Confused about the different types of dumbbells? Check out this handy guide! 

1. Dumbbell T Push-Ups 

Muscle Groups Worked

Chest (Pectorals), arms (Triceps and Serratus Anterior), shoulders (Deltoids), upper back (Latissimus Dorsi), and the core (Abdominals). 

Method  
  1. 1
    Enter the standard push-up position with either a hexagonal or flat-sided dumbbell held in each hand.  
  2. 2
    Grip the dumbbells and use them as a base, instead of laying your hands on the floor as usual. 
  3. 3
    Lower yourself as if you were doing a regular push-up. 
  4. 4
    When pushing up, rotate the right side of your body upwards by pivoting using your toes. Lift the dumbbell held in your right hand above your shoulder. 
  5. 5
    Lower the right dumbbell to the floor, returning to your starting position. 
  6. 6
    Repeat steps 4 and 5 with your left side.  
Correct Form 

When lifting the dumbbell above your shoulder, never go above your head. 

For the optimum number of daily push-ups, see how many you can do in a row. Then, do three sets of this amount per day.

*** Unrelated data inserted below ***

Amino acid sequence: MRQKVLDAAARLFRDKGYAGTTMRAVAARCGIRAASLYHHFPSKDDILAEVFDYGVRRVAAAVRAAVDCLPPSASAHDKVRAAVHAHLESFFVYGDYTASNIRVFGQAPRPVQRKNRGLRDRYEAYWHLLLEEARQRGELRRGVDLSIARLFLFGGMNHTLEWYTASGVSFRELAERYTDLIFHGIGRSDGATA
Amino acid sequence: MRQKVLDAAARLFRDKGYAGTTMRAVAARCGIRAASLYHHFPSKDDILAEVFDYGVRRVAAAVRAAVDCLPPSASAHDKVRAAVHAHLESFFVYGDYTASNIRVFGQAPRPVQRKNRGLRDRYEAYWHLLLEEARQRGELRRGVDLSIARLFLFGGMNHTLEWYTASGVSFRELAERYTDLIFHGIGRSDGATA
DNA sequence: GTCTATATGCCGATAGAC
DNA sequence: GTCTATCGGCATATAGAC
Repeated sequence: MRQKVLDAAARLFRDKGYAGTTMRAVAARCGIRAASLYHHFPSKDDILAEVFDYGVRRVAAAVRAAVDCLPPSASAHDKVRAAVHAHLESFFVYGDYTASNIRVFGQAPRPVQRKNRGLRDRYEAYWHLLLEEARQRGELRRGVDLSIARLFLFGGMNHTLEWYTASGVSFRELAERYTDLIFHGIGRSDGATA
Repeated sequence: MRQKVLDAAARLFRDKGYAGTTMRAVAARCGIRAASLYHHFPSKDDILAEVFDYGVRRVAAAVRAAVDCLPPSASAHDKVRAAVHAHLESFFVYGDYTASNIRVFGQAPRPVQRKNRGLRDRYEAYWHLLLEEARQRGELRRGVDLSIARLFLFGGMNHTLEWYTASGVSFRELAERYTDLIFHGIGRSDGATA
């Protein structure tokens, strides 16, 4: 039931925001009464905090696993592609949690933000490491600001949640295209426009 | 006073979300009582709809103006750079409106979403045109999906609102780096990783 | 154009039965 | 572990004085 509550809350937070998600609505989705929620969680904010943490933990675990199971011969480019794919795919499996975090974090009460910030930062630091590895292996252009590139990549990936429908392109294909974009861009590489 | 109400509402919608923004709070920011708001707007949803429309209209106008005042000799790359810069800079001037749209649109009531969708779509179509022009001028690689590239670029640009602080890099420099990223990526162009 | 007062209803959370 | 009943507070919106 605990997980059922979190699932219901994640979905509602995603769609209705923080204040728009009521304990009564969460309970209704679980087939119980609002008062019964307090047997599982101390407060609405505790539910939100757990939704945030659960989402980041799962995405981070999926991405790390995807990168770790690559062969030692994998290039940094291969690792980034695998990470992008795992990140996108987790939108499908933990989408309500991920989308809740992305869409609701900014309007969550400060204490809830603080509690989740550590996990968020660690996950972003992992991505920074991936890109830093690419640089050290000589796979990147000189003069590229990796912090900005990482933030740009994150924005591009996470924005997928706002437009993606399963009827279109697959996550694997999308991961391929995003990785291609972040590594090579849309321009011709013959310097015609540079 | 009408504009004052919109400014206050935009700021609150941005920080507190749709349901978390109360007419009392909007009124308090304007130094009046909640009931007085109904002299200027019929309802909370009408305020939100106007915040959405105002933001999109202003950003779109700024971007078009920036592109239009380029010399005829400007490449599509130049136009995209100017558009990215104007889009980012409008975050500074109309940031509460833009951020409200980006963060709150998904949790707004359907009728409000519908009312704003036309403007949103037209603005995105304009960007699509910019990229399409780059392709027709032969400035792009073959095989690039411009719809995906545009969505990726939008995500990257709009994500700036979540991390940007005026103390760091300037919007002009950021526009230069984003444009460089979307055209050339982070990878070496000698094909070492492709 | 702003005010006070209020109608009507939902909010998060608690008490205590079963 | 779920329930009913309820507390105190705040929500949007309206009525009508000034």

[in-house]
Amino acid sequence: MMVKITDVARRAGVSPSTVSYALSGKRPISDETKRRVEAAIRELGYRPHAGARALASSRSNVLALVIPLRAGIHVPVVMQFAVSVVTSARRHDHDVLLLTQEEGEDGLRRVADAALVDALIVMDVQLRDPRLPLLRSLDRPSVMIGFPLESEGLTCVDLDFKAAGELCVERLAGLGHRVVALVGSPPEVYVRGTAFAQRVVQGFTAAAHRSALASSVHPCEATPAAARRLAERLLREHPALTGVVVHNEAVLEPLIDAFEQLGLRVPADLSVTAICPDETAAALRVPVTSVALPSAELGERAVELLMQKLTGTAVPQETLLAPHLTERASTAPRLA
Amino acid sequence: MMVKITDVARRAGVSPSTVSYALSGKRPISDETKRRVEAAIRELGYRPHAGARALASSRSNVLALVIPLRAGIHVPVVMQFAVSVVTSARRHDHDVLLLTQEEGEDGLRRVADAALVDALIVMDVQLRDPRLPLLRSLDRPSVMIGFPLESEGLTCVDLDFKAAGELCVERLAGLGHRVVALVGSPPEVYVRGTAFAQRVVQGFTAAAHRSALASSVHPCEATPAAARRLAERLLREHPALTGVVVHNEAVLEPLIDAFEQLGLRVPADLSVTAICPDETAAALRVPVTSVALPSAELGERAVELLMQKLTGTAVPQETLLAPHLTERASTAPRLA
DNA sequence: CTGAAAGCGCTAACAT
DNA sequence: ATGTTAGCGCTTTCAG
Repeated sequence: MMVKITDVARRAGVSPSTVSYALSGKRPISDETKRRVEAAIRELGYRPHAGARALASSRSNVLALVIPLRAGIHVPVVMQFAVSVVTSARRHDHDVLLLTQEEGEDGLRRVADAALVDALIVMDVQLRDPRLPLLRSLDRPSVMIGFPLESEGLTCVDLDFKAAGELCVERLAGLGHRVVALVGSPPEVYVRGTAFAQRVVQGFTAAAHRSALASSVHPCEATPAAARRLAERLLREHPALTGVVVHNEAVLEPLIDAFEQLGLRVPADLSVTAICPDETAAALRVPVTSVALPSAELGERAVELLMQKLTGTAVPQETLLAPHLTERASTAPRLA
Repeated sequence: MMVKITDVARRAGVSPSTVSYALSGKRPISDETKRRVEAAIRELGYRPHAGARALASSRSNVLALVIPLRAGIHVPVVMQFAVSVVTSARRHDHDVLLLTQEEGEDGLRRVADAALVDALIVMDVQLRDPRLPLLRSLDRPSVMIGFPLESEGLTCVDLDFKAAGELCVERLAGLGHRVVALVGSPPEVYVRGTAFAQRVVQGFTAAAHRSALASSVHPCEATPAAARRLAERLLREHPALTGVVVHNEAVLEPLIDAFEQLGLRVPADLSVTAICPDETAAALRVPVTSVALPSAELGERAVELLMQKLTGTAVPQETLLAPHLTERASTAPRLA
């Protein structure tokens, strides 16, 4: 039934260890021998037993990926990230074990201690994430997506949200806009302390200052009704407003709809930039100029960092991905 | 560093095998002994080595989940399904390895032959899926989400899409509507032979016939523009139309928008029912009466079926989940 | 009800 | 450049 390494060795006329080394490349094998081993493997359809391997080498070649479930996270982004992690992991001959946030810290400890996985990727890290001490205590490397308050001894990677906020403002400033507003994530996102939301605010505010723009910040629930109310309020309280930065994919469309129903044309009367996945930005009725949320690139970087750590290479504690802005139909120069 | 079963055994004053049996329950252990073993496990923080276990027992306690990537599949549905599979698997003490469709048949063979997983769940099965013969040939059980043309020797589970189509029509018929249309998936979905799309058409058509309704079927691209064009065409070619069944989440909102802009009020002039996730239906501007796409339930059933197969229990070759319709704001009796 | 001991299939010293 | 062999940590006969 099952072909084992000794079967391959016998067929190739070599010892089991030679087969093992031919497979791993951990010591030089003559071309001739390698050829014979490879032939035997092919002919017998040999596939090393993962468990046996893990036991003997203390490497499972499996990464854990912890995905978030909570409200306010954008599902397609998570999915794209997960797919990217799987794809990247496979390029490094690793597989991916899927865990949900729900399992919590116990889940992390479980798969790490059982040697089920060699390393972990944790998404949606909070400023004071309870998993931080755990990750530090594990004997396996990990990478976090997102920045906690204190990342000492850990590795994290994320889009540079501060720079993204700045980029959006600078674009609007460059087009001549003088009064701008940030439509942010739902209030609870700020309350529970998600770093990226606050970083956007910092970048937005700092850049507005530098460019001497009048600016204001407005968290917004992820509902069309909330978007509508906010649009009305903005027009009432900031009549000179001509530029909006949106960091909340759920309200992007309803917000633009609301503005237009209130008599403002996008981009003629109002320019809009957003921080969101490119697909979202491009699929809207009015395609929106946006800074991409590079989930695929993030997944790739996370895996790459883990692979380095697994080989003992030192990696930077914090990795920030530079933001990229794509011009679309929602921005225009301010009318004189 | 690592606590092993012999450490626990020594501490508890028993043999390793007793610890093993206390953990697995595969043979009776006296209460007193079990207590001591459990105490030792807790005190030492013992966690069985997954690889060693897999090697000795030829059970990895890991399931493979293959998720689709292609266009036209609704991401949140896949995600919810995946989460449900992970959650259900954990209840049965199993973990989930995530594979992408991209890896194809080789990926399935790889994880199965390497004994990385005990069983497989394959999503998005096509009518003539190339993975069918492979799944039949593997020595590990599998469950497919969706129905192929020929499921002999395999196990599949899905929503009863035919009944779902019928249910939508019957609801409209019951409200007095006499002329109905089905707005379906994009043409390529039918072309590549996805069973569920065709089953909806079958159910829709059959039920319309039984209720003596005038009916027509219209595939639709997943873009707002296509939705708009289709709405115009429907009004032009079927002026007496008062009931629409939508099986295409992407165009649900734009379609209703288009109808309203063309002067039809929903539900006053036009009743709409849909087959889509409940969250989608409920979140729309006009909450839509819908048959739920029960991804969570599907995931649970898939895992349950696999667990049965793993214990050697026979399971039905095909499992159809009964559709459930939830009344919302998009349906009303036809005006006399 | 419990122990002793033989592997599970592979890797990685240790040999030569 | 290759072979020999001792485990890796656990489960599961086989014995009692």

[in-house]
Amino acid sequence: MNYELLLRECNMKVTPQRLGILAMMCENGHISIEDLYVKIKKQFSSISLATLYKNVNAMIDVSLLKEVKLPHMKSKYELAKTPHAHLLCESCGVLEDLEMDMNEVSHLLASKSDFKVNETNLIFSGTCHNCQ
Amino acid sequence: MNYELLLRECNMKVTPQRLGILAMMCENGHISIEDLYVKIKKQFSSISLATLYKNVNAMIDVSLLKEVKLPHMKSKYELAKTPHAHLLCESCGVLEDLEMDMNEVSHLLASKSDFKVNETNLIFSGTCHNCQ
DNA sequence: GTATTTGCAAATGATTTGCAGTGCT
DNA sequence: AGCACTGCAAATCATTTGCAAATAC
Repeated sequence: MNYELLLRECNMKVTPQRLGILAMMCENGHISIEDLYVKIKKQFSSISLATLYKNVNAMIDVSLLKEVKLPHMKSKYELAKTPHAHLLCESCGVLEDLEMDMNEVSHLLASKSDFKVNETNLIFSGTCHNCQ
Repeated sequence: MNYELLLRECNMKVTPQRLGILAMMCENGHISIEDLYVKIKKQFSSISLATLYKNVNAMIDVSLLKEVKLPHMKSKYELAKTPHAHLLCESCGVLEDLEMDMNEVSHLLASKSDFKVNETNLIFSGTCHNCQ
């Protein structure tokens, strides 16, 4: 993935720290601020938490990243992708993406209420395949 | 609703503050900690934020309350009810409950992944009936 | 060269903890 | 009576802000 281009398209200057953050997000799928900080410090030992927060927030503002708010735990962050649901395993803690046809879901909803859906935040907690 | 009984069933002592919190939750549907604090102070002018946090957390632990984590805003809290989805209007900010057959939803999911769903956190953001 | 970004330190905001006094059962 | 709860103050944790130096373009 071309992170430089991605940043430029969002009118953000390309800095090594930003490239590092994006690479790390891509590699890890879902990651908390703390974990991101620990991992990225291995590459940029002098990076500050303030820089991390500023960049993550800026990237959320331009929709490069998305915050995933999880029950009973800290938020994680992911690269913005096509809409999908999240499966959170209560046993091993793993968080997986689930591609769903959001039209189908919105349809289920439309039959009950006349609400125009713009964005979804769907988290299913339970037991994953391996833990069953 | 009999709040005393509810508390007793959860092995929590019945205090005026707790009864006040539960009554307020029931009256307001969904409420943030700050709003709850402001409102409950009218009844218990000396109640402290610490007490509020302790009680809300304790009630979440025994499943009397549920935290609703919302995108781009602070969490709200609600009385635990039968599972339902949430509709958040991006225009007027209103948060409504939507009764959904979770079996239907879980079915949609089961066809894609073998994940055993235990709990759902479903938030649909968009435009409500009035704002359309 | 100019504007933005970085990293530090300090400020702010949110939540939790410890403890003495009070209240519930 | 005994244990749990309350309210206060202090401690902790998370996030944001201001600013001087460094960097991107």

If you are finding these too difficult, simply try doing a regular push-up while gripping the dumbbells as indicated in this method.  

Benefits

This variation on the classic push-up (which will no doubt already have been part of your routine at some point) works many key muscle groups. 

As well as building muscle, this exercise works to improve coordination, flexibility, and overall balance. 

dumbell t pushup

2. Dumbbell Floor Press 

Muscle Groups Worked

Chest (Pectorals), shoulders (Deltoids), arms (Triceps), and the core (Abdominals). 

Method  
  1. 1
    Sit in an upright position on the floor. Your legs should be straight. 
  2. 2
    Grab each dumbbell and, while maintaining a tight grip, set them high in your hip creases. 
  3. 3
    Lie down slowly, while keeping both dumbbells close to your chest. Bend both knees to around 45 degrees while moving your feet slightly upwards.
  4. 4
    Press the dumbbells to full extension by contracting your chest muscles and triceps.
  5. 5
    Slowly lower the dumbbells until your elbows are touching the floor, then press them back upwards to starting position.
Correct Form

Do not lock your elbows entirely. Instead, maintain tension in the pecs. Tilting the dumbbells to a 45-degree angle helps here. 

Never hit the two dumbbells together at the top of the rep or bounce your elbows off the floor at the bottom. 

Keep your abs tensed and try not to arch your back excessively. 

Benefits 

Much less strain is put on the shoulders compared to a traditional bench press. 

An easy and simple exercise that works for key muscle groups and is especially great for gaining Tricep mass.